February 25, 2013
Dying White Dwarfs Could Host Exoplanets With Life
Lee Rannals for redOrbit.com - Your Universe Online
Scientists are on the hunt to find habitable exoplanets, and a new discovery might mean there are even more candidates out there than previously thought.
A new theoretical study suggests even dying stars might be able to have orbiting exoplanets that are hospitable to extraterrestrial life. As a star dies, its outer layers puff off, leaving behind a hot core known as a white dwarf which is typically about the size of Earth. Although white dwarfs slowly cool and fade over time, they can retain heat long enough to warm a nearby planet for a billion years.
Since white dwarfs are smaller and fainter than the Sun, a life-hosting planet would need to be closer to its host star in order to maintain liquid water, an essential ingredient for life as we know it. A planet circling a white dwarf every 10 hours, at a distance of about a million miles, would be able to host life.
"In the quest for extraterrestrial biological signatures, the first stars we study should be white dwarfs," said Avi Loeb, a researcher at the Harvard-Smithsonian Center for Astrophysics (CfA) and director of the Institute for Theory and Computation.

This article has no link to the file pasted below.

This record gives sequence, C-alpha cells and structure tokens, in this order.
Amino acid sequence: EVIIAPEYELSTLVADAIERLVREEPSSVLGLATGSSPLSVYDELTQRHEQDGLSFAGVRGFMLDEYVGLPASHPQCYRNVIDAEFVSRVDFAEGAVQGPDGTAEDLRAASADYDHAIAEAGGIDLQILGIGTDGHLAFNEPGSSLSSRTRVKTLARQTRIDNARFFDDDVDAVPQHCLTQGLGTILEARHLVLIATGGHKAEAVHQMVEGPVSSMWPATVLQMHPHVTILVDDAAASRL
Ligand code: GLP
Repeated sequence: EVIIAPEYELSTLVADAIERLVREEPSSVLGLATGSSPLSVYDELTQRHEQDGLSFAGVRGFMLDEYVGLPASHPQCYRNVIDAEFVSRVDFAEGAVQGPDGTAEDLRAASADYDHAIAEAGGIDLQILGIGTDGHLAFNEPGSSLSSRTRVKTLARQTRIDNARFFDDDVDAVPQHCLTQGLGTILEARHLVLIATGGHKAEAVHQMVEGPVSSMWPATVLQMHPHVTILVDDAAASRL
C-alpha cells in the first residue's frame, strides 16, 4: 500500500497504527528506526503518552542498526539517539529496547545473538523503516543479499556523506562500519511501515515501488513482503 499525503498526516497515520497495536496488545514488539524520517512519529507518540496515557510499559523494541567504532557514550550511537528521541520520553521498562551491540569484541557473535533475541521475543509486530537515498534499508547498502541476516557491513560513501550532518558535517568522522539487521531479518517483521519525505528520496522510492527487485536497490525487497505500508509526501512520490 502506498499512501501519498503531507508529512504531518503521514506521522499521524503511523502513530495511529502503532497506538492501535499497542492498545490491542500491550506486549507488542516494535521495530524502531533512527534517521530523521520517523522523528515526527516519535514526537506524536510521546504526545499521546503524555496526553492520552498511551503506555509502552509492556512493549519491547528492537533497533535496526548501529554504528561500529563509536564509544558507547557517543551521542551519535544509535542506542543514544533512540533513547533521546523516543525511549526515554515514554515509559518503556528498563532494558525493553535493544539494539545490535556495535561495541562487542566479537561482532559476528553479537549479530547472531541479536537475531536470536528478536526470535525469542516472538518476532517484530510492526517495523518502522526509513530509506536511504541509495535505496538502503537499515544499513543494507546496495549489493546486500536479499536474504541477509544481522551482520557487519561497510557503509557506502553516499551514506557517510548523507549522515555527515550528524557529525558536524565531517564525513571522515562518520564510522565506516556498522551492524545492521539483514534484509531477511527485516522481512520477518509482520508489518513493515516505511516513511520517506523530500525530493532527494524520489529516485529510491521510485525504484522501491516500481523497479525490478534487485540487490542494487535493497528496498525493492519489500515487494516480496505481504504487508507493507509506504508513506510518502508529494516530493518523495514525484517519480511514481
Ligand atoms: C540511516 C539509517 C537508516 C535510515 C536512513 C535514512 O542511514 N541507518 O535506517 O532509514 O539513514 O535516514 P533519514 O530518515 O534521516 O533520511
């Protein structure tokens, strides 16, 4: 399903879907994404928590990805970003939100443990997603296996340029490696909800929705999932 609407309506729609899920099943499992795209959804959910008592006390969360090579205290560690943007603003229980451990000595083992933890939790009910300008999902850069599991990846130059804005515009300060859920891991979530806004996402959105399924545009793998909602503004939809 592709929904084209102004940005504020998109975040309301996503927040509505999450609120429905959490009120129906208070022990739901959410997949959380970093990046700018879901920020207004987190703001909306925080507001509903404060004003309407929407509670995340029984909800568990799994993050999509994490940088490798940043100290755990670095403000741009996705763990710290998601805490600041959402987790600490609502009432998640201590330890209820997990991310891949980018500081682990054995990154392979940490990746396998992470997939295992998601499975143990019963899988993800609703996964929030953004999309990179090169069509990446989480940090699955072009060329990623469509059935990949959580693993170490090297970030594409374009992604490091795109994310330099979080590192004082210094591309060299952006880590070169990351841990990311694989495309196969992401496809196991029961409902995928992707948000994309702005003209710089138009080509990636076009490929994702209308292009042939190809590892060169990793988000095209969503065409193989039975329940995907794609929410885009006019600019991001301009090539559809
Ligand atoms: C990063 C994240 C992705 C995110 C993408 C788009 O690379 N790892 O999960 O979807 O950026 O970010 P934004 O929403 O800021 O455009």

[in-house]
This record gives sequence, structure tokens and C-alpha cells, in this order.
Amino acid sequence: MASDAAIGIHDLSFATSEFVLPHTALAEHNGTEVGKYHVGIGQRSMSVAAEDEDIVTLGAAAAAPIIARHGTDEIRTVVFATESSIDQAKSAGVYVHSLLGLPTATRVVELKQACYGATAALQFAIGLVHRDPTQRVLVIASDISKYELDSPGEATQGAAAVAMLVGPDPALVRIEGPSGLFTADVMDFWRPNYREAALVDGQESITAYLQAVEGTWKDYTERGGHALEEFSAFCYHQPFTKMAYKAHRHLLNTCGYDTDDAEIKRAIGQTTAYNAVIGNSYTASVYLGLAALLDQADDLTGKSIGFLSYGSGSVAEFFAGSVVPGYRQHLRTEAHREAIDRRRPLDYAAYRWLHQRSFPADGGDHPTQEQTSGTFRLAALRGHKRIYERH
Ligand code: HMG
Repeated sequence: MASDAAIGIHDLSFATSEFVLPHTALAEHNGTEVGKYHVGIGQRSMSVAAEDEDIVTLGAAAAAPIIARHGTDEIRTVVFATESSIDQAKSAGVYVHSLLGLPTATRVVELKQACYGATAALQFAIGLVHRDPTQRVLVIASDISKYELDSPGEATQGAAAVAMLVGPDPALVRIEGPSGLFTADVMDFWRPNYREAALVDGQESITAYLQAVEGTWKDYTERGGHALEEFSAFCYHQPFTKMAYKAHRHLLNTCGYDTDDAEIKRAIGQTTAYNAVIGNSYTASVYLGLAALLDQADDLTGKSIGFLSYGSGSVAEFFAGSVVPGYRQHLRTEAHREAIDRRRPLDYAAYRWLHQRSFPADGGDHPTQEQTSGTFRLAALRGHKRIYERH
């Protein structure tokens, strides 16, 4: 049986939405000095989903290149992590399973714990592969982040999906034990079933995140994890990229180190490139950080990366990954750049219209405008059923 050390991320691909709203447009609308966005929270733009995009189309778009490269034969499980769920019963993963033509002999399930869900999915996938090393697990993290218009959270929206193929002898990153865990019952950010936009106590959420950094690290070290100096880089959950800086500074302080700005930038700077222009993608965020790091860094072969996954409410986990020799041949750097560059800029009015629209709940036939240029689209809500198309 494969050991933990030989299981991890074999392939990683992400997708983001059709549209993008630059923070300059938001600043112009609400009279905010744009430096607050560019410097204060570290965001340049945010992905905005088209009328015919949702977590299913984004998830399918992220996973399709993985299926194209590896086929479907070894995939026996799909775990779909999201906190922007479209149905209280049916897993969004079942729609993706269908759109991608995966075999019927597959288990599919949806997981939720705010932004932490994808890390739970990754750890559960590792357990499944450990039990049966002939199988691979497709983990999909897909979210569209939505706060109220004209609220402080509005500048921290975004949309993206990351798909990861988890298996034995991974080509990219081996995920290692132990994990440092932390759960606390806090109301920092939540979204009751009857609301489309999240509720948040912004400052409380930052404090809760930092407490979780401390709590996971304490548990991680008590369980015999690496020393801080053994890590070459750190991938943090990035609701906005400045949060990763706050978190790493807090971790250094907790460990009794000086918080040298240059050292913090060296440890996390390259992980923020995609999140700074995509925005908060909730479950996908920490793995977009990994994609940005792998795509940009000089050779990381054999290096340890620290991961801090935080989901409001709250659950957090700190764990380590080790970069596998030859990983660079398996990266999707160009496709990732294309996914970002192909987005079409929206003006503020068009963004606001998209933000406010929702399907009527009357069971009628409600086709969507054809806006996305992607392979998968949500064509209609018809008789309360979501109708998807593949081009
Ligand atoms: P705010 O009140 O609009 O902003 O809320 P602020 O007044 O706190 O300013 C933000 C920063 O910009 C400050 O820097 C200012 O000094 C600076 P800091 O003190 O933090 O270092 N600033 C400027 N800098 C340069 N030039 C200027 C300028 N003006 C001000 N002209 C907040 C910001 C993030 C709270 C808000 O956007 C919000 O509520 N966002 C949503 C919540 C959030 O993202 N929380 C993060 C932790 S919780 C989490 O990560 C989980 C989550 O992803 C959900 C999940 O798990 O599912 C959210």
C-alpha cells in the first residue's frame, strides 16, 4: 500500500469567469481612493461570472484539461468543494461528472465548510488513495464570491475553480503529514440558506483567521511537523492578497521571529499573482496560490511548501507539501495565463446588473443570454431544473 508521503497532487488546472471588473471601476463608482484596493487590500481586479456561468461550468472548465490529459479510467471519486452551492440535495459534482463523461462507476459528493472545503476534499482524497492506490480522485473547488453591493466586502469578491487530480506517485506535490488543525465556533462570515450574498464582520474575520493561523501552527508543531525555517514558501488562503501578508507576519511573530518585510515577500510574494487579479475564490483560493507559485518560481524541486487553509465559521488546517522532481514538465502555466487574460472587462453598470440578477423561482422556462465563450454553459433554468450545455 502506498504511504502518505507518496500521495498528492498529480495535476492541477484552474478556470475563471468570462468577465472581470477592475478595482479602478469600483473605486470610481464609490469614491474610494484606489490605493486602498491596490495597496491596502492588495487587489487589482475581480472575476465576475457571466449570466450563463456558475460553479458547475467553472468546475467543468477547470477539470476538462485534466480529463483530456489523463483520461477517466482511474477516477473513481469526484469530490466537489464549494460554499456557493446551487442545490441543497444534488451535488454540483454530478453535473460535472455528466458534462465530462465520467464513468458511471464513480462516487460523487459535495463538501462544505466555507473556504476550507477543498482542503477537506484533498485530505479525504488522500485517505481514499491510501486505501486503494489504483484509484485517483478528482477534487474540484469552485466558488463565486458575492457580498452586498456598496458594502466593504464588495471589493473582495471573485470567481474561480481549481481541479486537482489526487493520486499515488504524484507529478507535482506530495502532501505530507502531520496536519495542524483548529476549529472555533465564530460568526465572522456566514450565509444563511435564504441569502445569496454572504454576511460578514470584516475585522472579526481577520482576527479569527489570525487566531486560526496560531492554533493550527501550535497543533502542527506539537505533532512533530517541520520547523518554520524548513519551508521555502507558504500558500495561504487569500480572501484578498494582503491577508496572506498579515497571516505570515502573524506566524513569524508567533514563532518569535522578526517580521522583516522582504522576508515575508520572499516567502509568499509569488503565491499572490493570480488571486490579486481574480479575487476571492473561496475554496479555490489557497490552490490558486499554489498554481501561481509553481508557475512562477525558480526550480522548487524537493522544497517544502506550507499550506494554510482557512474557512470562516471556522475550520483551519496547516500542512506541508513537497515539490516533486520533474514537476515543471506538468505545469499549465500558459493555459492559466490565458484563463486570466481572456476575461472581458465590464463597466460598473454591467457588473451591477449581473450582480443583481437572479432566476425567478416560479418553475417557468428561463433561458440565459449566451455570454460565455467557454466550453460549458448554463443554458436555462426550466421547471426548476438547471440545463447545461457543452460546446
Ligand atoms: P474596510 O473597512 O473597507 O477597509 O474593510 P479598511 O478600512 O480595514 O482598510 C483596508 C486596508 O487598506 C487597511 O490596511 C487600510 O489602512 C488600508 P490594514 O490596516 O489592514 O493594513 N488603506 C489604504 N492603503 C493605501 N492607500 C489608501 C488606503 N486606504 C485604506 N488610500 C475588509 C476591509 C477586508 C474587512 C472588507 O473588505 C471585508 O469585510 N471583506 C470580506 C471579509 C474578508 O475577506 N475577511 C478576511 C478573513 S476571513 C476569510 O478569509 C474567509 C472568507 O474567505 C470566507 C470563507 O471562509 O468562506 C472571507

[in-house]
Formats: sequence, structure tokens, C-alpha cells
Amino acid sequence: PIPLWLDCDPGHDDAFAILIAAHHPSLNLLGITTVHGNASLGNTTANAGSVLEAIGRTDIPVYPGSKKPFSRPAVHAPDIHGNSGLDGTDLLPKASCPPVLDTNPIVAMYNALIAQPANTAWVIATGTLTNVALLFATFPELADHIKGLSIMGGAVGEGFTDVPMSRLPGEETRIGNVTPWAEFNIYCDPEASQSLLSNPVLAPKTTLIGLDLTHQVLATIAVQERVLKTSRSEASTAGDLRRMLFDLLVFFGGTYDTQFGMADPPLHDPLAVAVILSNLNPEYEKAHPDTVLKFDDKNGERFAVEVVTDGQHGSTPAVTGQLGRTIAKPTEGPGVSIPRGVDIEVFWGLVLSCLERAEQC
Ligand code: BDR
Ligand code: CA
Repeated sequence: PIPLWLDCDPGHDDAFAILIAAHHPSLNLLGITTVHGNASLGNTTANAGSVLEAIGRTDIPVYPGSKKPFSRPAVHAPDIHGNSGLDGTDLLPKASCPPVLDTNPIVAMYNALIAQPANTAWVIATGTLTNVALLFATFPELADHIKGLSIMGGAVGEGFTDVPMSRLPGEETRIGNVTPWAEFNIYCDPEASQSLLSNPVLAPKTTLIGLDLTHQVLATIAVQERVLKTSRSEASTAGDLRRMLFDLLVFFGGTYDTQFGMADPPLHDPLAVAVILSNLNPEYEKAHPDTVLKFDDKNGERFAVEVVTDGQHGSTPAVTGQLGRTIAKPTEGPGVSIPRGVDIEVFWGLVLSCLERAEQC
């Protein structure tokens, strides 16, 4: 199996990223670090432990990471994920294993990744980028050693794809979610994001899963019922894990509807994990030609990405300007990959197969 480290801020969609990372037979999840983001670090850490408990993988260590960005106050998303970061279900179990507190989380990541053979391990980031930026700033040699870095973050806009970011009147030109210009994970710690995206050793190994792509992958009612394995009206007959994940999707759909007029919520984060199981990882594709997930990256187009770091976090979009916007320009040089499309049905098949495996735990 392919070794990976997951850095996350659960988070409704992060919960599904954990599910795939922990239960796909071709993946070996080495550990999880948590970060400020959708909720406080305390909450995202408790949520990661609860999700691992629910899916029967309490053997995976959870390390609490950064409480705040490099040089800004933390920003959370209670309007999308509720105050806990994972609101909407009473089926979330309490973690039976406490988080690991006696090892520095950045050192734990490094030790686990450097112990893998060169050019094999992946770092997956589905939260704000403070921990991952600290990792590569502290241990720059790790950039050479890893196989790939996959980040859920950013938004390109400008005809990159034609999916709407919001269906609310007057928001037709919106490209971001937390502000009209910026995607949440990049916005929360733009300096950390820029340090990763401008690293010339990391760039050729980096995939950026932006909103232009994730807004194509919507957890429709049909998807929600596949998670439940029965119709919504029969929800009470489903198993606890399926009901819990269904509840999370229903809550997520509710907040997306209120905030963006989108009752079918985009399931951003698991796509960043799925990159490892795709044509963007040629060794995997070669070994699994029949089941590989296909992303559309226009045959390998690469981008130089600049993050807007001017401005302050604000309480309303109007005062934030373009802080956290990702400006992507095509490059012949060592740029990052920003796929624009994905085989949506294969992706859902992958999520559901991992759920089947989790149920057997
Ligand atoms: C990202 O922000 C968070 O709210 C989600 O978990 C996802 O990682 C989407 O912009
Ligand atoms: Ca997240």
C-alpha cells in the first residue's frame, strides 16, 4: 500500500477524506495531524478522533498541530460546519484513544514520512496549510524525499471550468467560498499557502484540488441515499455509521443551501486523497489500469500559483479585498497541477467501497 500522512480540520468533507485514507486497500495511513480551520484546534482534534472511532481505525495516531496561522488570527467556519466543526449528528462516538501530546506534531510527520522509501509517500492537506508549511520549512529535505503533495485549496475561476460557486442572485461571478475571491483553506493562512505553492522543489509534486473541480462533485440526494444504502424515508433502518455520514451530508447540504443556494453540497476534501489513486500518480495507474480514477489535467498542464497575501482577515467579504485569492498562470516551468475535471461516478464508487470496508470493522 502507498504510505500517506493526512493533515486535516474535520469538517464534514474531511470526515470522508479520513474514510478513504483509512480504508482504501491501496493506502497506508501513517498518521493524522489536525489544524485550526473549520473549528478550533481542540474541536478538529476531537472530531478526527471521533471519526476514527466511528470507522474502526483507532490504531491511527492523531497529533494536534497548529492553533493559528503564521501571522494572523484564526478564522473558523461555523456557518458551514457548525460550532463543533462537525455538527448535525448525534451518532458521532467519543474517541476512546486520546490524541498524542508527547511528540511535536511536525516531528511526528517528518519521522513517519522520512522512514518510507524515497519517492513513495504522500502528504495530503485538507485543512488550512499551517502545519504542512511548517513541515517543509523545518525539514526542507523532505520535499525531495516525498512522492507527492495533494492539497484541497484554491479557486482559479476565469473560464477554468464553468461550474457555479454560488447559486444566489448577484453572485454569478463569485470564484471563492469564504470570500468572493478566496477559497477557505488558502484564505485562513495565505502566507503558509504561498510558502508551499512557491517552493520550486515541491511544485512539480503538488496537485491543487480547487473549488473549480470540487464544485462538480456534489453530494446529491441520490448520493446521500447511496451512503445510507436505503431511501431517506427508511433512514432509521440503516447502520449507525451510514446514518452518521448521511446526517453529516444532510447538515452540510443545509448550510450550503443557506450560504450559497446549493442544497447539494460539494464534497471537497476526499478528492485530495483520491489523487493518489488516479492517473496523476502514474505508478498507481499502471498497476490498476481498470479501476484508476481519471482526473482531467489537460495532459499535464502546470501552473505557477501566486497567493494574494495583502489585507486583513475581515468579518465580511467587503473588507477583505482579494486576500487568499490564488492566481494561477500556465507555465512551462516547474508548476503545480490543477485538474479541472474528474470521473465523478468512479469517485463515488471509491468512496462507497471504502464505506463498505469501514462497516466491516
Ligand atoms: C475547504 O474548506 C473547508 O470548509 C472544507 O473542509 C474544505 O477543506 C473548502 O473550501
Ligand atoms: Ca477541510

In order to become a white dwarf, a star first swells into a red giant and engulfs any nearby planets in its path. Thus, in order for a planet to be circling a white dwarf, it would have had to evolve after a red giant has subsided into a white dwarf. The researchers suggest such a planet could potentially form from leftover dust and gas, or by migrating inward from further away in the star´s solar system.
The astronomers wrote in the Monthly Notices of the Royal Astronomical Society they believe the 500 closest white dwarfs could contain one or more habitable exoplanets. To find these potential planets, astronomers say they must first perform a transit search, which is the process of hunting for planets by looking for a star that periodically dims as an orbiting planet crosses in front of it.
Because white dwarfs are about the same size as Earth, an Earth-sized planet would block a large fraction of its light and create an obvious signal. When a white dwarf's light shines through the ring of air around the planet, the atmosphere absorbs starlight, leaving a chemical fingerprint that shows whether that air contains water vapor or oxygen.
NASA is currently developing its James Webb Space Telescope which researchers expect will help in the search for these dwarf-orbiting exoplanets. Scientists from the project replicated what NASA's James Webb Space Telescope (JWST) will be able to see once it becomes operational, and they said it would only take a few hours to detect oxygen and water vapor.
"JWST offers the best hope of finding an inhabited planet in the near future," said Dan Maoz Tel Aviv University.